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The World’s Funniest Philosopher

Posted 05/24/2024 by Kira McBarron

Philosophy can have an unexpected duality, and Emil Cioran is a part of the duality that can apply to the lives of students today. photo by Dusan Prodana

A funny philosopher? What is this, a comic strip?

Emil Cioran (pronounced like Chi-ron) was a Romanian philosopher who once said he’d rather be anything than Romanian. Despite his self-hatred and dislike for the general human experience, his work is far from depressing. He’s almost too optimistic, to a fault even. He encouraged a positive attitude about the inevitable dark aspect of human existence. In a world where one needs to consume life, or according to Cioran, where one needs to deal with the “inconvenience of existence,” he preferred to find meaning within a world he deemed flawed and useless.

Agnostic at heart, Cioran believed the world was messed up (unfair, painful, etc.) because it was created like that. What impure God would have Earth as an art project if it was just so defective? After leaving his home of Romania and illegally crossing over to France, Cioran formed a posse in the suburbs of Paris. He was a punk, writing graffitied aphorisms on church walls and other governmental buildings. His posse described him as a “suicidal screw-head” who believed people inhabit a language rather than a nation. While graffitiing buildings and defacing government property is not something to condone, his individualist attitude could truly benefit the minds of students now. Life is often about people-pleasing, doing what those around anyone asks in order to keep the peace and to support them. However, Cioran didn’t believe this was the right way of doing things. He urged his readers to be who they want and do what they want, since the world was gonna suck either way. 

Thomas Jefferson Senior Marissa Fernandez condones the help of philosophy for students, pointing out how great philosophers like Socrates asked questions in response to questions. Fernandez likes this approach due to the fact that “[it allows one] to comprehend things in a way that makes sense to [students] and their experiences.” If a person has to answer their own questions in response to other questions, they get answers that are specific and coherent just for them. Cioran preached personal understanding, letting life make sense the way it should for the individual.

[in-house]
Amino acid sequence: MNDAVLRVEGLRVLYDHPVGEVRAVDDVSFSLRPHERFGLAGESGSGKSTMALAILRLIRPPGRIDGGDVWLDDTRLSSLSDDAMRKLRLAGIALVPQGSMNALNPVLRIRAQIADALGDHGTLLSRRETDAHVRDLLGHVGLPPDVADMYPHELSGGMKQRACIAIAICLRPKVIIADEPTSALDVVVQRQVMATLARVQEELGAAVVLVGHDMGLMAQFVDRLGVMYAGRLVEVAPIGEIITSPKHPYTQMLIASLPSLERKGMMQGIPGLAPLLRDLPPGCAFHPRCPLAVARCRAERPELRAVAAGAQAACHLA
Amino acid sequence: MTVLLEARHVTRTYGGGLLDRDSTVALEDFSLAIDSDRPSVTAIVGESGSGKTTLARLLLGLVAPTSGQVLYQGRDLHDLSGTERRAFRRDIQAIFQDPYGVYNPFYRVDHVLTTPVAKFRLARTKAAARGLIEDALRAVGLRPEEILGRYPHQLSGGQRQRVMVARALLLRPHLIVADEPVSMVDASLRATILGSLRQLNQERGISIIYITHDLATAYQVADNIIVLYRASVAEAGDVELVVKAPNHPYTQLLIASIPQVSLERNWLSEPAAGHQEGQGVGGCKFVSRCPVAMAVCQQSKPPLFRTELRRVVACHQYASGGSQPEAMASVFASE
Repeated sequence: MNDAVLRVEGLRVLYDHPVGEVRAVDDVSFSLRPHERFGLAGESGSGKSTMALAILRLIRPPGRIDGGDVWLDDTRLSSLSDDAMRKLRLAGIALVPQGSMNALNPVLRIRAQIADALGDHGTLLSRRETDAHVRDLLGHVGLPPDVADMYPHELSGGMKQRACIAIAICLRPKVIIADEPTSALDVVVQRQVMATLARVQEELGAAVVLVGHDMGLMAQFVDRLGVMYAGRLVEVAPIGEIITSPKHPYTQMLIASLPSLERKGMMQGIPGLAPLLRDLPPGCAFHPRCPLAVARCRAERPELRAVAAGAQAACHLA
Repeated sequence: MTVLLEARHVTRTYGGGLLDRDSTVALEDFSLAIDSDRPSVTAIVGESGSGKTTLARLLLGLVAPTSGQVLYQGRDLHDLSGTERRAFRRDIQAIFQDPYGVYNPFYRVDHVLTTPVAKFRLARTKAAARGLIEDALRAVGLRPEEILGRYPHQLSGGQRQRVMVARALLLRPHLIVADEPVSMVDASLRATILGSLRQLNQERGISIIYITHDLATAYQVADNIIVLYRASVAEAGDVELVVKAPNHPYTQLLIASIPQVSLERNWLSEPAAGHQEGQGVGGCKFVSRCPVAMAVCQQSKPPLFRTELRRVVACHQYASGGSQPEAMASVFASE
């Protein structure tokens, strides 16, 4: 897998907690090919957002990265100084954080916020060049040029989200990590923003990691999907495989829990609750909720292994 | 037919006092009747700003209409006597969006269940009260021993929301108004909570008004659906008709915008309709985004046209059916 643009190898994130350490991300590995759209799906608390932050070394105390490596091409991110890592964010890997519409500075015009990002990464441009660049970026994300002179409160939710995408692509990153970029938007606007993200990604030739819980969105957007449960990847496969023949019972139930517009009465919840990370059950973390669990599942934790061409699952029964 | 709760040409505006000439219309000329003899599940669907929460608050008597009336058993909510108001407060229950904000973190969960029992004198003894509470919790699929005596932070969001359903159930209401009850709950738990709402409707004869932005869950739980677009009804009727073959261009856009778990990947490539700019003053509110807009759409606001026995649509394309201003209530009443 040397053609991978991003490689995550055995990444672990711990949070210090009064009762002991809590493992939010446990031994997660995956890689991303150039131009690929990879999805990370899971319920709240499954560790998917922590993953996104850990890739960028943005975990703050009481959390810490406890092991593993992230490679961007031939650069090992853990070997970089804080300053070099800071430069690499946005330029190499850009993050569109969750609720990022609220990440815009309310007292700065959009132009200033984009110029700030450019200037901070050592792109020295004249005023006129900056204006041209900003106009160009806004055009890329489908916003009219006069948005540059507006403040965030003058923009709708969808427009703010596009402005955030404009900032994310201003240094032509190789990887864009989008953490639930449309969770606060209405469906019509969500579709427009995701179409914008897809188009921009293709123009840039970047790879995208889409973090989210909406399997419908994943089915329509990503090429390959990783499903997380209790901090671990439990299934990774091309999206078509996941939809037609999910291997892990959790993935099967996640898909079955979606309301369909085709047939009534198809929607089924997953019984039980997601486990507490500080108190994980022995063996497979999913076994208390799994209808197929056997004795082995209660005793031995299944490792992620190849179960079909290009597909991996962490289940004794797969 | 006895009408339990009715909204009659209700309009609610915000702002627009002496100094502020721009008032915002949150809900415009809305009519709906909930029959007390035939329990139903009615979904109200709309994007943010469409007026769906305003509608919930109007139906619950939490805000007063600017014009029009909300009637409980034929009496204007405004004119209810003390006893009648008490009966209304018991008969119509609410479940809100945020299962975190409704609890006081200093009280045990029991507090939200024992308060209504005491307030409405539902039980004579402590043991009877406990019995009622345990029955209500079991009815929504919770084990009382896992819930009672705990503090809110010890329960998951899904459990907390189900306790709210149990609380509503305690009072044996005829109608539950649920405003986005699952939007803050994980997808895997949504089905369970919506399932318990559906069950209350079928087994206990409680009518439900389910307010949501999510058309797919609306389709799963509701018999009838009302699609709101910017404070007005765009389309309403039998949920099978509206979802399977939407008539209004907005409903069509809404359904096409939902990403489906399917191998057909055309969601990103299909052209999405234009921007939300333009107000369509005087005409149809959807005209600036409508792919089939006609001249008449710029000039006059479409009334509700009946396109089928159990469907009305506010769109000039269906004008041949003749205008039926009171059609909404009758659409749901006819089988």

In true edgy fashion, Cioran rejected the idea of putting philosophy into a box and he denied the idea of devoting one’s life to a theory. He preferred a cynical but ever honest approach to his philosophical musings, so much so that they promoted self-love and acceptance in a way that suggested it was his hidden intention all along. The philosopher wrote in fragments, rejecting the literary platform as a whole and making himself incredibly quotable yet frustratingly hard to figure out. While this isn’t the writing structure students are taught in school, it has a very personal touch to it and could really boost a student’s desire to write. Writing is an art form, as Cioran believed, and students should be encouraged to create art from the heart. Poetry, for example, doesn’t have a “correct” way of being, it’s whatever the author wants it to be. For Cioran, he claims that writing his first book was “suicide postponed,” and that writing gave him the purpose he needed. The Romanian philosopher struggled heavily with insomnia and found writing to help him with that issue, either to simply take up the time or to lull him to sleep.

 In a 1986 interview, Cioran claimed that “the disappointment of philosophy made [him] turn to literature.” He stated that he “realized [Fyodor] Dostoyevsky (the author of Crime and Punishment) was much more important than any great philosopher.” Cioran also once said he believed “the English have no philosophy, no metaphysics, because their poetry replaced metaphysics,” which explains why he often wrote about his preference of English poetry over most philosophy. Cioran named philosophy as pretentious and often naive, referring to highly acclaimed writers such as Friedrich Nietzsche that Cioran himself was often compared to. 

Students can infinitely benefit from his approach and life philosophy. Reading and writing can do so much for the mind, as Cioran always highlighted. A study from Seoul National University College of Medicine stated that writing helps students develop high-order thinking skills involving three cognitive processes: analysis (built up by analyzing a given text), evaluation (built by evaluating what a text means), and creation (built up by creating an argument based on that text). These skills are critical within the modern world and prevalent in a myriad of different fields – every field, in fact. While modern schooling covers these topics, writing only within an academic setting can leave a student with tunnel vision when applying these skills to anything, keeping them to view it as a chore instead of a tool. But these skills can be used in day to day life within text messages, emails, and even casual conversation. If philosophy such as Cioran’s can help make students more successful in their daily and professional lives, then there’s no reason not to adopt an anti-nihilist way of living. 

Cioran might’ve been a fatalist that took life the depressing way he saw it, but he was right about one thing; life can mean whatever an individual wants it to because they give it meaning by simply being themselves.